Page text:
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An NRI (Non-Resident Indian) with earnings both abroad and in India often faces difficulties in managing his/her finances. They also find it difficult to track bank accounts in a different country, and also when trying to repatriate money to their home account. NRE & NRO accounts help with this.
Wondering how? Read on to find more about this.
We have covered the following topics.
As per the Foreign Exchange Management Act (FEMA) guidelines, it is illegal for NRIs to have saving accounts in their name in India. It is mandatory that you convert all your savings (money earned abroad) to a Non-Resident rupee (NRE)/Non-Resident Ordinary Ruppe (NRO). Therefore, continuing to use the savings account in the home country can attract hefty penalties.
Opening an NRE or NRO account is, hence, a viable option for Non-Resident Indians. It can help NRIs in two ways. One, they can send the money they earn abroad to India at any point of time. Two, they can also retain their income from India (via any assets) in the home country itself.
The NRE account is an Indian rupee-denominated account, offering complete security. These accounts can be in the form of savings, current, recurring, or fixed deposits. The foreign currency you deposit into the account is converted to INR. You can transfer your funds (Principal & Interest amount) to a foreign account from an NRE account without any complications and restrictions. You need to noted that the amount you deposit into these accounts must be earned outside India.
The international debit card enables you to transact and withdraw money 24*7. Also, mutual fund investments too become effortless and instant, if you link your NRE account number to the investment account. NRE account is primarily used for carrying out business, personal banking and making investments in India.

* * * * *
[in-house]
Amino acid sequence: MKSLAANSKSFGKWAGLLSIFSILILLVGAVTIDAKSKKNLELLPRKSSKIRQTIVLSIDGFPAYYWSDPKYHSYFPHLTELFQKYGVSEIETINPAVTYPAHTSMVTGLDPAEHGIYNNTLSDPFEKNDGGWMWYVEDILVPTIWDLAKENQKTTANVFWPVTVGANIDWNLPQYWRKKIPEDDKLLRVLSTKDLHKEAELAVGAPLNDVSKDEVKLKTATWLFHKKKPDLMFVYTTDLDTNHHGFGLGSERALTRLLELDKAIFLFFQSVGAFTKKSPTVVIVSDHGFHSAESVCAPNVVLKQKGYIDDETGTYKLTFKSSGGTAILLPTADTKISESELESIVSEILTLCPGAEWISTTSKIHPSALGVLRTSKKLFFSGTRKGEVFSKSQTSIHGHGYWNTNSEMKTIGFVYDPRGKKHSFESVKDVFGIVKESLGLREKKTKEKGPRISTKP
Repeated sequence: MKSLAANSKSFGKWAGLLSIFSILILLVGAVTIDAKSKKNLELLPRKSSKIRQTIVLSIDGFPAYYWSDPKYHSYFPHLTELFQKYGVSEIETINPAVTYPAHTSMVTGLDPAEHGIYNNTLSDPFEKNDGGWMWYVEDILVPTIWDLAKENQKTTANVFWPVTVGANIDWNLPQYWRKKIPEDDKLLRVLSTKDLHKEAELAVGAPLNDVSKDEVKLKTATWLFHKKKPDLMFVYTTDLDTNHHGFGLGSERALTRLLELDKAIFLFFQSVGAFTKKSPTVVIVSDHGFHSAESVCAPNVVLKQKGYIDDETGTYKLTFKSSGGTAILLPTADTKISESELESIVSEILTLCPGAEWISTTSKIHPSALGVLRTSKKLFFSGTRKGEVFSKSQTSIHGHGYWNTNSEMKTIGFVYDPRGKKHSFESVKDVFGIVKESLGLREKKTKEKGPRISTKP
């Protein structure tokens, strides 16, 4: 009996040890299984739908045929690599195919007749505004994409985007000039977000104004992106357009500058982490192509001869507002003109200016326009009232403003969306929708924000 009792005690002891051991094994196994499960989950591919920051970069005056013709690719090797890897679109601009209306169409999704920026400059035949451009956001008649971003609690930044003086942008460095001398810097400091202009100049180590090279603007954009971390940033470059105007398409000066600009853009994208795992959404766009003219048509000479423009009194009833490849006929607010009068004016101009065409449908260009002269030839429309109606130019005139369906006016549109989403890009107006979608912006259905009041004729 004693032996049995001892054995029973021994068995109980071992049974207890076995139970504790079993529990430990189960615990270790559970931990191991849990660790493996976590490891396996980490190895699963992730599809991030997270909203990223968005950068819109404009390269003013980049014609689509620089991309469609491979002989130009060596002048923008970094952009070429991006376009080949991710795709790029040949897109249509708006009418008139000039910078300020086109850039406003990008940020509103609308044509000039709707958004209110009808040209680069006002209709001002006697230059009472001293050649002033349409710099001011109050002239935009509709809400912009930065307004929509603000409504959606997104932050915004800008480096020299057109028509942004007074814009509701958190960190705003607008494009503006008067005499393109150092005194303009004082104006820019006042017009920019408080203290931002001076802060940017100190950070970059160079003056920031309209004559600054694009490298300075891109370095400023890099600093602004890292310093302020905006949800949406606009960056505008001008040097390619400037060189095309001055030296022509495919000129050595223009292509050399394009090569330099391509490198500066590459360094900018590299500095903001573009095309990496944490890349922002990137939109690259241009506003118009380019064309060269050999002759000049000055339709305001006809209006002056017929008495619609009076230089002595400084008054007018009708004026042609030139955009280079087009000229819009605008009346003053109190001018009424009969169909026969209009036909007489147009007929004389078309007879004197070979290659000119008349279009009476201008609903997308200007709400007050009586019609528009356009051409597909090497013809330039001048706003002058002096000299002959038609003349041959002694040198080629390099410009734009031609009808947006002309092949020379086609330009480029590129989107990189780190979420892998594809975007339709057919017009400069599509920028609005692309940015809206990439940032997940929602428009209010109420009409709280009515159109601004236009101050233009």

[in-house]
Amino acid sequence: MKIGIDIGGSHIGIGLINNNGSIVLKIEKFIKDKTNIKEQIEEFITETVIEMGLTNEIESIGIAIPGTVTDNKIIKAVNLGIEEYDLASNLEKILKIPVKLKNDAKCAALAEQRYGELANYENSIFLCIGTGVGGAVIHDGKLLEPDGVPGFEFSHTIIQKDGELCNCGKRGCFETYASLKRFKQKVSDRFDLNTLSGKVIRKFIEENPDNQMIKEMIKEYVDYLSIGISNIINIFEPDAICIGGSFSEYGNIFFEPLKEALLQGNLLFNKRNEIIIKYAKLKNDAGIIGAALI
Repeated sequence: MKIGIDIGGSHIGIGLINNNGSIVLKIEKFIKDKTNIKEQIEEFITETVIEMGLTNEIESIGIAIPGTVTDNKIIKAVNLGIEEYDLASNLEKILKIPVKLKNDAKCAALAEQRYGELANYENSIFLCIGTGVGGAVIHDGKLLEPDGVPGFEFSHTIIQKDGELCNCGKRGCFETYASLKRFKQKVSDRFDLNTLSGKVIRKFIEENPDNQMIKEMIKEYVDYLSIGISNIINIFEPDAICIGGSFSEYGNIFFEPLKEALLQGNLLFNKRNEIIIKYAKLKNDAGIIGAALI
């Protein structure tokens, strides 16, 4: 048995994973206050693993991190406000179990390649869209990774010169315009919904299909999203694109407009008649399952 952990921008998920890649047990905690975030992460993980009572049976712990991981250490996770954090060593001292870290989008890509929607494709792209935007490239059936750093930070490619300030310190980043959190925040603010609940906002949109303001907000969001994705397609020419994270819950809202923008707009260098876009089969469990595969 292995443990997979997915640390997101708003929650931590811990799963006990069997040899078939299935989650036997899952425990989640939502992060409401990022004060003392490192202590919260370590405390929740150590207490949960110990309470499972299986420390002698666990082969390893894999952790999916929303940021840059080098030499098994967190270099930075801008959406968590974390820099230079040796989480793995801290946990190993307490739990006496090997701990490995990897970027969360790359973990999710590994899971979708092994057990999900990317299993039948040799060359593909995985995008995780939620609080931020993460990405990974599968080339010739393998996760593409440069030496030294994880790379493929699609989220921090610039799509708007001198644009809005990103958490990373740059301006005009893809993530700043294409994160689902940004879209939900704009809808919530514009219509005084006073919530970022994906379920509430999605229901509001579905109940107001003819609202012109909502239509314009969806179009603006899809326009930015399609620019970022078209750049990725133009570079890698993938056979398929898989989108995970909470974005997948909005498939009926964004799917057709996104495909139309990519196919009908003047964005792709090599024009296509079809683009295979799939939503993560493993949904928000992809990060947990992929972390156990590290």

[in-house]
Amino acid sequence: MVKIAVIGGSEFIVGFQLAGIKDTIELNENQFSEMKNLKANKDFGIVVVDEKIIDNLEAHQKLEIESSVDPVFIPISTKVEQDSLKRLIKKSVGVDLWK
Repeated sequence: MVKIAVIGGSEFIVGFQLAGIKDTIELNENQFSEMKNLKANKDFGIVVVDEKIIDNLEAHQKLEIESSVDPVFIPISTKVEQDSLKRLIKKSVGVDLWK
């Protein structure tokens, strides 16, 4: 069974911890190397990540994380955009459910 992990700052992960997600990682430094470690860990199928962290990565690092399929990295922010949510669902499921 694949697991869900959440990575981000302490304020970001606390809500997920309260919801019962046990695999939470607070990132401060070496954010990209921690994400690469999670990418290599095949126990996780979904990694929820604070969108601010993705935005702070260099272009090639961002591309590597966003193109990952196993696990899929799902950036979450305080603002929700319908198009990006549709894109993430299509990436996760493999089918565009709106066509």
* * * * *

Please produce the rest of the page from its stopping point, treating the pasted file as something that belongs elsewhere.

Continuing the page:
An NRO account is a savings or current account held by NRIs in India to manage their income earned in India. Account-holders can deposit and manage their accumulated rupee funds without any hassle. The account allows you to receive funds in Indian or Foreign currency.
You can apply for an NRO account jointly with a resident Indian or even an NRI. It is even feasible to transfer money from your current NRE account. However, the interest you earn in this account is subject to
Tax Deducted at Source (TDS).
NRO accounts have limited access for repatriation. An NRO account restricts you from remitting more than USD 1 million inclusive of taxes during an assessment year. You can repatriate the interest amount freely, but the principal amount can be repatriated only within set limits. It also requires an undertaking along with a certificate from a Chartered Accountant. However, repatriation is free for NRE account holders for both the principal and the interest amount.
An NRE account is tax-free (no income tax, wealth tax, or gift tax) in India. On the other hand, the interest earned in NRO account and credit balances is subject to respective income tax bracket. They are also subject to applicable wealth and gift tax. You can avail the reduced tax benefit under the Double Taxation Avoidance Agreement (DTAA).
You can have a joint NRE account only if both the parties are NRIs. On the other hand, you can open an NRO account with another NRI or a resident Indian (a close relative) as mentioned under Section 6 of the Companies Act 1956.
Both NRE and NRO accounts are Indian rupee accounts. You can open them as savings as well as current accounts. Also the average monthly balance you must maintain for both the account is Rs 75,000.
The following table shows the differences between the NRE and NRO accounts:
|Parameter||NRE accounts||NRO accounts|
|Deposits and Withdrawals||Can deposit in foreign currency, and withdraw in Indian currency||Can deposit in foreign as well as Indian currency, and withdraw in Indian currency|
|Transfer of fund||An NRE account allows you to transfer funds to another NRE account as well as to an NRO account||You can transfer funds from an NRO to another NRO account, but you cannot transfer funds from an NRO account to an NRE account.|
Effect of Exchange Rate Fluctuations:
|NRE accounts are subject to conversion loss and fluctuation in the value of rupee against a foreign currency||There are no risks involved in NRO accounts|